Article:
One of Scotland’s largest equestrian competition venues is being marketed for sale with a £650,000 price tag. UPDATED STORY HERE The move follows the liquidation of the company behind Kingsbarn Equestrian Centre Jakem Ltd, directed by Fife horse owner and trainer Jackie Kemp. “The final court hearing with regards to the liquidation of Jakem Ltd took place in Falkirk last week,” confirmed Scott McGregor, of Grainger Corporate Rescue, Bath Street, Glasgow. He said during the last session at the Sheriff Court, the financial company which had dealt with the provisional liquidation of the equestrian firm was confirmed as official liquidator. As such, Mr McGregor added: “This has put us in a position to market the property.” He confirmed Grainger Corporate Rescue appointed rural property specialists Baird Lumsden to handle the sale on Monday (January 19). The estate agency, which has its headquarters in Edinburgh, will be marketing the equestrian centre via it’s Stirling office in Bridge of Allan. According to manager Duncan Ferguson, the property and facilities at Kingsbarn EC, near Shieldhill, in Falkirk, should reach the open marketplace early next week. “However, there is significant on-going interest in the centre,” he added. Mr Ferguson conceded that, should an offer be received that is “agreeable” to the liquidators over the intervening days, it remains possible the sale of Kingsbarn EC may not go as far as the open marketplace. But he did say it will be the aim of Baird Lumsden to achieve the best possible price for the property. “The land and buildings at Kingsbarn Equestrian Centre will be sold with vacant possession,” added Mr Ferguson. “Obviously the property has been purpose built to run as an equestrian business and we would anticipate it will be sold to an equestrian enthusiast to use it as such.” Mr Ferguson, who will shortly be drawing up particulars for the property, said Kingsbarn EC is being marketed for offers over £650,000 a price which he described as “reflective of land and buildings”. The centre is widely regarded as one of the main equestrian competition venues for the country, as a host for training and affiliated events across multi disciplines for all levels of horse riding. In the latest financial report for Jakem Ltd, dated for the year end June 30, 2013, the tangible fixed assets of the company ie. Kingsbarn EC and the equipment within it carried forward a value of £884,445 (down from £896,423 for the year end June 30, 2012). email@example.com Kingsbarn Equestrian Centre first opened its ‘state-of-the-art’ facilities to Scottish equestrianism under the ownership of Stewart Aitken back in 2007 at a build cost reported to be in the region of £10 million. Dogged by financial issues, the centre went into administration and closed less than two years later. Ms Kemp re-opened Kingsbarn in the winter of 2009 under the business Jakem Ltd. The venue offers two international sized indoor arenas, 75 indoor and 90 outdoor stables, and has hosted countless national competitions across many equestrian disciplines over the years. Kingsbarn Equestrian has been home to liveries, a string of top showjumpers and more than 30 riding school horses and ponies. In its heyday, the centre also offered a tack shop, cafe and bar facilities, gallops and a split level all-weather outdoor arena spanning two acres.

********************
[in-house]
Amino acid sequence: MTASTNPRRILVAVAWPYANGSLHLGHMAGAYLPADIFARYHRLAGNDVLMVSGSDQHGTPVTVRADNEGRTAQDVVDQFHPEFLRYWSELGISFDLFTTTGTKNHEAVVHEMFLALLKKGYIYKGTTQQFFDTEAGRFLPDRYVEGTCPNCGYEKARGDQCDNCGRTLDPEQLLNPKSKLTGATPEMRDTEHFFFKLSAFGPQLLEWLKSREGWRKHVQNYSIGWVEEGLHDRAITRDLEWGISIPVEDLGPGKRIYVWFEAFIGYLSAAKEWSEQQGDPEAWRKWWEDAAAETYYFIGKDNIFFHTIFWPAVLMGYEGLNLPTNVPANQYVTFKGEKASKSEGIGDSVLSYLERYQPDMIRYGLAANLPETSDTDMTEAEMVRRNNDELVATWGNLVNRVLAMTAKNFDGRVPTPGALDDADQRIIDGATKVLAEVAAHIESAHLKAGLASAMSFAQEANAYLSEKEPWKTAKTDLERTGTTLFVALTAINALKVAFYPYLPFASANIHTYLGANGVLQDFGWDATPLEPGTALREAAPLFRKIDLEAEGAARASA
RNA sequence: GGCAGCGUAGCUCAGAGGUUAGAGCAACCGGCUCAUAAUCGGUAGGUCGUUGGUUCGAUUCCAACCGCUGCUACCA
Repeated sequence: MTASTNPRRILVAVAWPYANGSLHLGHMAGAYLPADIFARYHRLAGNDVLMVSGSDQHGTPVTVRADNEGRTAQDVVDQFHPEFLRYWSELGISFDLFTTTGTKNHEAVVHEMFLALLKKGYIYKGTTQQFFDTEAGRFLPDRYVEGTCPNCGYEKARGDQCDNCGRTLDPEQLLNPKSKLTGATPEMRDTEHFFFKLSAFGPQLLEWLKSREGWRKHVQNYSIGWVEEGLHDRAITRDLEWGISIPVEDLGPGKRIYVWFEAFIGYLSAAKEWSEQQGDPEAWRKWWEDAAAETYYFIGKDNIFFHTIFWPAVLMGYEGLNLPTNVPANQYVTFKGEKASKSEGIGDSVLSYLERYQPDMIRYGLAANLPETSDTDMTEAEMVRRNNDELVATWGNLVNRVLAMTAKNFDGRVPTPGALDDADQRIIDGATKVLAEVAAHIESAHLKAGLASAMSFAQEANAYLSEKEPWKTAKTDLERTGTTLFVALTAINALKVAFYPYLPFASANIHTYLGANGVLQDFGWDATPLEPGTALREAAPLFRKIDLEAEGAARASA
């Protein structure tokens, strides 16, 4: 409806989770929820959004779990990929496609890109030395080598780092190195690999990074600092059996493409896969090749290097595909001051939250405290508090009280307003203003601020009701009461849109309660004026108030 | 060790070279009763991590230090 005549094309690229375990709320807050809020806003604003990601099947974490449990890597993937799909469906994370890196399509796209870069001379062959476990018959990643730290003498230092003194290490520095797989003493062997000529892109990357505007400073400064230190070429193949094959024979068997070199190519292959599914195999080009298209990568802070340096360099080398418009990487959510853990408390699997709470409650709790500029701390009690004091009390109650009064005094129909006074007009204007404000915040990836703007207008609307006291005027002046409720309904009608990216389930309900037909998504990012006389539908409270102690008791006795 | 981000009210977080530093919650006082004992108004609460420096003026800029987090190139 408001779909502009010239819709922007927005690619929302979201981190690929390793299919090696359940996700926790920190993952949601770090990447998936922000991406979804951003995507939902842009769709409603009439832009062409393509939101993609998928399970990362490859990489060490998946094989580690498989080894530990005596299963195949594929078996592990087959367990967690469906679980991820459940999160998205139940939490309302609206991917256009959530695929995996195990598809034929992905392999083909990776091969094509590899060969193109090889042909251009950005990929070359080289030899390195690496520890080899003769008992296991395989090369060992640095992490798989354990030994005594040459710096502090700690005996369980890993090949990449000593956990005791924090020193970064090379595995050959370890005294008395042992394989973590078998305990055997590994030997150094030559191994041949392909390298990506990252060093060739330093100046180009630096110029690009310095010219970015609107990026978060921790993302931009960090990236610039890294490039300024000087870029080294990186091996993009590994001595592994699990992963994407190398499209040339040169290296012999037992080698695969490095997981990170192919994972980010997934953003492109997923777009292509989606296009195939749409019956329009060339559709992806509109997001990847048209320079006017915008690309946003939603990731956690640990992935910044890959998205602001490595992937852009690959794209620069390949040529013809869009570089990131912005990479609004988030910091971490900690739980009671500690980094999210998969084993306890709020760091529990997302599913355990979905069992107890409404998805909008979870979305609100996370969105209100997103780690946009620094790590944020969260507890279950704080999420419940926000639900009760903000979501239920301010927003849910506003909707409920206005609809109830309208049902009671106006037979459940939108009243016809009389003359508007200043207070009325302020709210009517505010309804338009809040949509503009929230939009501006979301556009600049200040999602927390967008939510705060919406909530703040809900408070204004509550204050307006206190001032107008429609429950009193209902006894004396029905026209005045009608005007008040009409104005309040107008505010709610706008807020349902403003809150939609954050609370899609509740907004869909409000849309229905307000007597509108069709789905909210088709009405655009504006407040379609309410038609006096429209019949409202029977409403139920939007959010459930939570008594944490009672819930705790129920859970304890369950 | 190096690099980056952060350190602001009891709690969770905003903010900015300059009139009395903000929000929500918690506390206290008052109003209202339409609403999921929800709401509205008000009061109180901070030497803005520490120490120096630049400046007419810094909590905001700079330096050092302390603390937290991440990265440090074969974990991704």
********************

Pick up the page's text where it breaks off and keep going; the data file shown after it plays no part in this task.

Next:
A cross-party group of parliamentarians has lost an early-stage bid to secure a European court ruling on Brexit.Seven politicians from four parties, not including the Conservatives, believe the UK Parliament could unilaterally halt the Brexit process if the final deal is deemed unacceptable by the Commons.They claim this offers a third option instead of Britain having to choose between a bad deal on the UK’s future relationship with Europe or crashing out of the EU with no deal.The group is ultimately seeking a definitive ruling from the European Court of Justice (CJEU) on whether the withdrawal process triggered under Article 50 of the Treaty on European Union can be revoked by the UK on its own, without first securing the consent of the other 27 EU member states.Their legal team went to the Court of Session in Edinburgh last week to ask a judge to refer the question to the Luxembourg court.On Tuesday, judge Lord Doherty refused to move the case to a full hearing at Scotland’s highest civil court, saying the issue is “hypothetical and academic”, and that he is “not satisfied the application has a real prospect of success”.The politicians have a right to appeal against the decision to the Inner House of the Court of Session.The seven elected representatives who launched the case are Green MSPs Andy Wightman and Ross Greer, MEP Alyn Smith and Joanna Cherry QC MP of the SNP, Labour MEPs David Martin and Catherine Stihler and Liberal Democrat MP Christine Jardine. None were present in court as the judge issued his decision.Aidan O’Neill QC, representing the politicians, previously asked for the case to proceed through the Scottish court, arguing there was a genuine dispute between the two sides as to the proper interpretation of Article 50 which the court required to resolve.David Johnston QC, for the UK Government, insisted the application has no real prospect of success and that there was “no live issue” for the court to address.The policy of the UK Government is that the notification under Article 50 will not be withdrawn, he said.Finding in favour of the Government, Lord Doherty said: “I am mindful that demonstrating a real prospect of success is a low hurdle for an applicant to overcome.“However, I am satisfied that that hurdle has not been surmounted. Indeed, in my opinion, the application’s prospect of success falls very far short of being a real prospect.“In my view, the Government’s stated policy is very clear. It is that the notification under Article 50(2) will not be withdrawn.”He went on: “Given that neither Parliament nor the Government has any wish to withdraw the notification, the central issue which the petitioners ask the court to decide – whether the UK could unilaterally withdraw the Article 50(2) notification – is hypothetical and academic.“In those circumstances it is not a matter which this court, or the CJEU, require to adjudicate upon.”The judge concluded: “I am not satisfied that the application has a real prospect of success … Permission to proceed is refused.”The legal action was launched following a crowdfunding campaign and is backed by the Good Law Project.Project director Jo Maugham QC tweeted after the hearing: “It’s plainly in the national interest that MPs, MEPs and MSPs, who face a choice whether to approve Theresa May’s deal, know what options are open to them if they don’t.“I will support an appeal against this decision – to the Supreme Court if necessary.”